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[e-drug] MPP & Roche Sign Agreement; Focus on Preventing Blindness in HIV +ve People

E-DRUG: MPP & Roche Sign Agreement; Focus on Preventing Blindness in HIV +ve 
People 
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Dear Friends, Please see below our latest announcement. Thanks, Kaitlin

MPP and Roche Sign HIV Medicines Agreement; Focus on Preventing Blindness in 
People Living with HIV

5 AUGUST 2013, GENEVA, SWITZERLAND: The Medicines Patent Pool and Roche today 
announce an agreement to increase access in developing countries to 
valganciclovir, a key easy-to-take oral medicine to treat cytomegalovirus 
(CMV), a viral infection that can cause blindness in people living with HIV.

The agreement will significantly improve access to Roche's valganciclovir for 
people living with HIV in 138 developing countries by making it up to 90% 
cheaper than current prices. As a second step, the Medicines Patent Pool and 
Roche will also enter into licensing and technology transfer negotiations to 
encourage the development of internationally approved quality generic versions 
of valganciclovir.

The most widely used treatment for CMV in developing countries requires 
injections directly to the eye, which can be painful and also difficult to 
administer on a large scale.

“The agreement announced today will make a more affordable oral treatment for 
CMV available immediately and also catalyse the creation of a sustainable 
generic market,” said Greg Perry, Executive Director of the Medicines Patent 
Pool.

“There is a vicious cycle with CMV: since the current treatment options are 
either unaffordable or inconvenient, HIV clinics rarely screen for the disease. 
Because clinics rarely screen for CMV, there is little demand for treatment and 
therefore little demand for easier to administer, affordable solutions. As a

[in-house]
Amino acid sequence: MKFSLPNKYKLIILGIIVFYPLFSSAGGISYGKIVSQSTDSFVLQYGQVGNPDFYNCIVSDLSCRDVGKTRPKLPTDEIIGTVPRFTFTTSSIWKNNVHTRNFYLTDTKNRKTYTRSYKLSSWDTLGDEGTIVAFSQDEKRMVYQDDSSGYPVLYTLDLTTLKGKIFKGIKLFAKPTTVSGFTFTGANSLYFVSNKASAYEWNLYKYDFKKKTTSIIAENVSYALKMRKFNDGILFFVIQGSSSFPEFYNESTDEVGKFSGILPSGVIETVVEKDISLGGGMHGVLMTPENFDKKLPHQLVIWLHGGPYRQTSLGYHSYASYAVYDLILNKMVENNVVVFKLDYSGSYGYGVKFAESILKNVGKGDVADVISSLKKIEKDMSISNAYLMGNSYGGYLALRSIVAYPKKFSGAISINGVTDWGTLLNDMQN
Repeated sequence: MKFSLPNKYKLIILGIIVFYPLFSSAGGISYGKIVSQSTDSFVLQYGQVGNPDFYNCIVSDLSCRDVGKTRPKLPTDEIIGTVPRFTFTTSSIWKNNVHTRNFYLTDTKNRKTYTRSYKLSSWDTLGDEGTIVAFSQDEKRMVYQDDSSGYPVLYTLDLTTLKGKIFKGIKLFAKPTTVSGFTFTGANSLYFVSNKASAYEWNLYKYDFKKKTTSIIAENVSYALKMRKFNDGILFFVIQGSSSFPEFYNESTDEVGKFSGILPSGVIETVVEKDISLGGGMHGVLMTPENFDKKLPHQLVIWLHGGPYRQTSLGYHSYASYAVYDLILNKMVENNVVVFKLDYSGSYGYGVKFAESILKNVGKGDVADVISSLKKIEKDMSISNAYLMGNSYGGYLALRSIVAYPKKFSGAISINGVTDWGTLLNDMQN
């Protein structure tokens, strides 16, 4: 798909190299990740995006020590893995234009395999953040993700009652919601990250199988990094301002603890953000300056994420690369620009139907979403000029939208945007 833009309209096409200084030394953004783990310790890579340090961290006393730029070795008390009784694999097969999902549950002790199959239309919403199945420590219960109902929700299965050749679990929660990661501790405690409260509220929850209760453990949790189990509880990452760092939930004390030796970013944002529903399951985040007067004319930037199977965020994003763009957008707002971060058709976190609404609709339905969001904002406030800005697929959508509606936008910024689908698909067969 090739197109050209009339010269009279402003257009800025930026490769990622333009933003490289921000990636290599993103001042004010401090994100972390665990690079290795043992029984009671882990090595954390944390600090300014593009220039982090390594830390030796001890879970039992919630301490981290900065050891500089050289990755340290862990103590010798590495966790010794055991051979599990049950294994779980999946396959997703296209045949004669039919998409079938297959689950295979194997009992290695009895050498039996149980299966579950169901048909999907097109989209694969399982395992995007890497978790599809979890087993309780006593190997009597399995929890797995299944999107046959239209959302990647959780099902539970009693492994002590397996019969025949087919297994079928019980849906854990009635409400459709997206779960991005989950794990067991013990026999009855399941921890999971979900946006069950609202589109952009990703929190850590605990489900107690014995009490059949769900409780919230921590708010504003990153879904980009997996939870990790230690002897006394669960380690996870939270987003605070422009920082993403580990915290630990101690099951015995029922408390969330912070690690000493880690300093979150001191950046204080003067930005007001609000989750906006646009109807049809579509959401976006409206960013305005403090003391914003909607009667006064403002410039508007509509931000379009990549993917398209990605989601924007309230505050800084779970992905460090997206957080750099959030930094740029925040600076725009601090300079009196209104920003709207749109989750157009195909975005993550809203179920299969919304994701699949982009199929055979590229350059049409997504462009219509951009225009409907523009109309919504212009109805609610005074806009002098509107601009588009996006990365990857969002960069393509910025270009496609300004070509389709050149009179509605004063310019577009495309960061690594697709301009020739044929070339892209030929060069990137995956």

result, preventable blindness continues to occur in people living with HIV, 
especially in Asia,” said Dr David Heiden, a CMV expert working with Seva and 
Pacific Vision Foundations.

“CMV infection occurs when people have severely weakened immune systems. With 
timely initiation of antiretroviral therapy, HIV-related CMV has almost 
disappeared in developed countries, but in resource-limited settings still many 
people are not getting treated or start treatment late. CMV retinitis has not 
gone away and the availability of simpler, more affordable CMV treatment to 
prevent blindness from this disease is welcome news,” said Dr Nathan Ford, of 
the World Health Organization (WHO) HIV/AIDS department.
The Medicines Patent Pool will also work with other key stakeholders to develop 
long-term treatment strategies for scaling up the use of valganciclovir for 
treatment of HIV-related CMV in developing countries. In addition, the 
Medicines Patent Pool and Roche have agreed on the licensing of the 
antiretroviral, saquinavir, if a significant medical need is identified. The 
WHO recommends saquinavir as an alternative ARV in special situations and where 
other preferred treatments are not available.
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NOTES TO THE EDITOR